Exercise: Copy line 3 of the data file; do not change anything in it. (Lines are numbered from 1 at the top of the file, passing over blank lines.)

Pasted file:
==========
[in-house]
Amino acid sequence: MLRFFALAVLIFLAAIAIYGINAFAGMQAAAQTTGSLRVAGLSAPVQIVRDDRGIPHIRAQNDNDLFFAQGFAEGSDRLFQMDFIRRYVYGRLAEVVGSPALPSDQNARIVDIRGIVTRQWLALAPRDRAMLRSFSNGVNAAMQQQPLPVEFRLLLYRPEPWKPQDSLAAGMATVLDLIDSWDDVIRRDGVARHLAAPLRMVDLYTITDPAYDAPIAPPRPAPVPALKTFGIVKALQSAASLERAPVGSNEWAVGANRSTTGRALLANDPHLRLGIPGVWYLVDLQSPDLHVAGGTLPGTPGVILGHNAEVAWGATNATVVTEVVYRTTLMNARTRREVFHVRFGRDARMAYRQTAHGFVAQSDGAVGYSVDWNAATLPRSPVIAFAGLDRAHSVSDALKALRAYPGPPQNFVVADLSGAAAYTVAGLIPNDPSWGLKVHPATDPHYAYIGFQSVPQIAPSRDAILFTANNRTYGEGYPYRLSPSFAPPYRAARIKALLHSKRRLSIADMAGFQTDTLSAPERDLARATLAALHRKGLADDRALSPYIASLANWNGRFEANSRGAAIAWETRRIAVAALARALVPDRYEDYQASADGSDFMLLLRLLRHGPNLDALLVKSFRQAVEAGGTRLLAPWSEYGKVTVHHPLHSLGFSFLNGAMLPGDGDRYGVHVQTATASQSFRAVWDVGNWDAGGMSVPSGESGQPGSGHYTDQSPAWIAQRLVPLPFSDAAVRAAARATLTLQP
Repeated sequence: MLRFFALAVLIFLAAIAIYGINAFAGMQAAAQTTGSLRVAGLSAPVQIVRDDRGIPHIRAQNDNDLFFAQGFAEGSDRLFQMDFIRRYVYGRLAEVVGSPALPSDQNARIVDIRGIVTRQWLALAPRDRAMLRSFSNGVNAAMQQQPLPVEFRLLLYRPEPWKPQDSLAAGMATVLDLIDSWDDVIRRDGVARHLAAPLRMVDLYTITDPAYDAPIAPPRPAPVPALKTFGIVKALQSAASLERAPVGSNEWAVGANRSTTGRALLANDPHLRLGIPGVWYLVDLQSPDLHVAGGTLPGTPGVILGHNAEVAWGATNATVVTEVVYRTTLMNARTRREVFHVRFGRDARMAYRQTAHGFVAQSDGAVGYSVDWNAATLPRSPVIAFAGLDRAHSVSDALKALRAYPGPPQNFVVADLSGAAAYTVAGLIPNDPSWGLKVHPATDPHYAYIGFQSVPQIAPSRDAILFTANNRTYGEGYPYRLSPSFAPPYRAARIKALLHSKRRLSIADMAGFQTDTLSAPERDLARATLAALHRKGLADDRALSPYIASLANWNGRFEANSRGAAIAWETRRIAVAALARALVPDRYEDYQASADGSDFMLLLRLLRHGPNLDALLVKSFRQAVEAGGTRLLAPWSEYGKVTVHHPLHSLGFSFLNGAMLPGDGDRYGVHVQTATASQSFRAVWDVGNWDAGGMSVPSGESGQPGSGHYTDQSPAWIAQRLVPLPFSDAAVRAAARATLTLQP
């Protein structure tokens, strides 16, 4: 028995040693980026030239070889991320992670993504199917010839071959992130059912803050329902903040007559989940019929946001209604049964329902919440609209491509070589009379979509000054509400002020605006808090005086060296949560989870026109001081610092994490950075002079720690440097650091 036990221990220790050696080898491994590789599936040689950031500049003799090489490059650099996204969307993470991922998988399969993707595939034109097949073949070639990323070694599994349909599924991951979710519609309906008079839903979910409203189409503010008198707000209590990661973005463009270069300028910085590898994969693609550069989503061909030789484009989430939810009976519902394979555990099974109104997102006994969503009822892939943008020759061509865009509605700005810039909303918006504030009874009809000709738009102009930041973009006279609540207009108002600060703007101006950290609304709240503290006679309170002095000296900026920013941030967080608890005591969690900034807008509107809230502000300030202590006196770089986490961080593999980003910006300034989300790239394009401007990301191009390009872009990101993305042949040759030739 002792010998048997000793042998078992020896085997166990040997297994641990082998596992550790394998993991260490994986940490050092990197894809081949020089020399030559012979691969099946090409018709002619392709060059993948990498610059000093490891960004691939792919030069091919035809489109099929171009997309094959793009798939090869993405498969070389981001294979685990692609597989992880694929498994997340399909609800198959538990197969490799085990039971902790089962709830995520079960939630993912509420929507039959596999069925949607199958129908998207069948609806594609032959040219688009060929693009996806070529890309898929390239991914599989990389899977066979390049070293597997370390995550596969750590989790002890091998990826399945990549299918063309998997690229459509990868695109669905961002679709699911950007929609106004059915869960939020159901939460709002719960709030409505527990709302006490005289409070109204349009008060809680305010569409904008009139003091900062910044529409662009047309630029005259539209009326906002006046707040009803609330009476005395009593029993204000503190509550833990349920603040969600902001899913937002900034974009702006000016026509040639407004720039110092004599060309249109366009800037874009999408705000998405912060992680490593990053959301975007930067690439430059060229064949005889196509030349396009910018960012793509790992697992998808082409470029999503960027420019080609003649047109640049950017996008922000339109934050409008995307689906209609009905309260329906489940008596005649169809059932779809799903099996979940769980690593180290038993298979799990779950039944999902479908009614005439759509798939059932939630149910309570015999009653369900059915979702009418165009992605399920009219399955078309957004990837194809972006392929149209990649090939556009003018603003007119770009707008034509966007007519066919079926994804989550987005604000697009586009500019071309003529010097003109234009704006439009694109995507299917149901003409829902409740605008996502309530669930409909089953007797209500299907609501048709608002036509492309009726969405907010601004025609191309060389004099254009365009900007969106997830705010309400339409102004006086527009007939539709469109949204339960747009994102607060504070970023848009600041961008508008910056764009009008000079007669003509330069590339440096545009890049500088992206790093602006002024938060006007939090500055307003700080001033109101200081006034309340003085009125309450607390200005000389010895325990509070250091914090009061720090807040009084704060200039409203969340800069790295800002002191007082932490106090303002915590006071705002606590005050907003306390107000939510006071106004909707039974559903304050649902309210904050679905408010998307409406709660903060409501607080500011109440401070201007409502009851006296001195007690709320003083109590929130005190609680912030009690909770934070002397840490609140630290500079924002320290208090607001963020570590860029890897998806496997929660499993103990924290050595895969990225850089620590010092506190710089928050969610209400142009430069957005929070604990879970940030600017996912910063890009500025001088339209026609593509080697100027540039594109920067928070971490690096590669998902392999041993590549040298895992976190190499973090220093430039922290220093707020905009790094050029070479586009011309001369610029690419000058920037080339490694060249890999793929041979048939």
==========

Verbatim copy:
Repeated sequence: MLRFFALAVLIFLAAIAIYGINAFAGMQAAAQTTGSLRVAGLSAPVQIVRDDRGIPHIRAQNDNDLFFAQGFAEGSDRLFQMDFIRRYVYGRLAEVVGSPALPSDQNARIVDIRGIVTRQWLALAPRDRAMLRSFSNGVNAAMQQQPLPVEFRLLLYRPEPWKPQDSLAAGMATVLDLIDSWDDVIRRDGVARHLAAPLRMVDLYTITDPAYDAPIAPPRPAPVPALKTFGIVKALQSAASLERAPVGSNEWAVGANRSTTGRALLANDPHLRLGIPGVWYLVDLQSPDLHVAGGTLPGTPGVILGHNAEVAWGATNATVVTEVVYRTTLMNARTRREVFHVRFGRDARMAYRQTAHGFVAQSDGAVGYSVDWNAATLPRSPVIAFAGLDRAHSVSDALKALRAYPGPPQNFVVADLSGAAAYTVAGLIPNDPSWGLKVHPATDPHYAYIGFQSVPQIAPSRDAILFTANNRTYGEGYPYRLSPSFAPPYRAARIKALLHSKRRLSIADMAGFQTDTLSAPERDLARATLAALHRKGLADDRALSPYIASLANWNGRFEANSRGAAIAWETRRIAVAALARALVPDRYEDYQASADGSDFMLLLRLLRHGPNLDALLVKSFRQAVEAGGTRLLAPWSEYGKVTVHHPLHSLGFSFLNGAMLPGDGDRYGVHVQTATASQSFRAVWDVGNWDAGGMSVPSGESGQPGSGHYTDQSPAWIAQRLVPLPFSDAAVRAAARATLTLQP